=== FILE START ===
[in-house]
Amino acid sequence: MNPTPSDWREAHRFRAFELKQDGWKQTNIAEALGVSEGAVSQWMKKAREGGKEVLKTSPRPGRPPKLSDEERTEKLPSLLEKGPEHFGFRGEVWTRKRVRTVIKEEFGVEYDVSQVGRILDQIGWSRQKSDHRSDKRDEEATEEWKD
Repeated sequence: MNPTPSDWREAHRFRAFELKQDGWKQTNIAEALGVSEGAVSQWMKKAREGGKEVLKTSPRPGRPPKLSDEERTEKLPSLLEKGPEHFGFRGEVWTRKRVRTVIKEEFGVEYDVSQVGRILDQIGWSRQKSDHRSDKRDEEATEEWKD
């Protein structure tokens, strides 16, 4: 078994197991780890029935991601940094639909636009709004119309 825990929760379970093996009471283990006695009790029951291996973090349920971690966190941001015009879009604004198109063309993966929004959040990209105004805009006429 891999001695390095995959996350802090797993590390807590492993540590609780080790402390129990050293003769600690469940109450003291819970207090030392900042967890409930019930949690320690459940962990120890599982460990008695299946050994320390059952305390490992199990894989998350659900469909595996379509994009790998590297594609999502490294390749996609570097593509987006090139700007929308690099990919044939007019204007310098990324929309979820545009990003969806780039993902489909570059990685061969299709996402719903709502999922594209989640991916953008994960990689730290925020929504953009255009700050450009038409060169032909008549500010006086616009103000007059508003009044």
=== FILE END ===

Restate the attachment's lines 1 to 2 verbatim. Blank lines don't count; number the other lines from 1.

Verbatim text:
[in-house]
Amino acid sequence: MNPTPSDWREAHRFRAFELKQDGWKQTNIAEALGVSEGAVSQWMKKAREGGKEVLKTSPRPGRPPKLSDEERTEKLPSLLEKGPEHFGFRGEVWTRKRVRTVIKEEFGVEYDVSQVGRILDQIGWSRQKSDHRSDKRDEEATEEWKD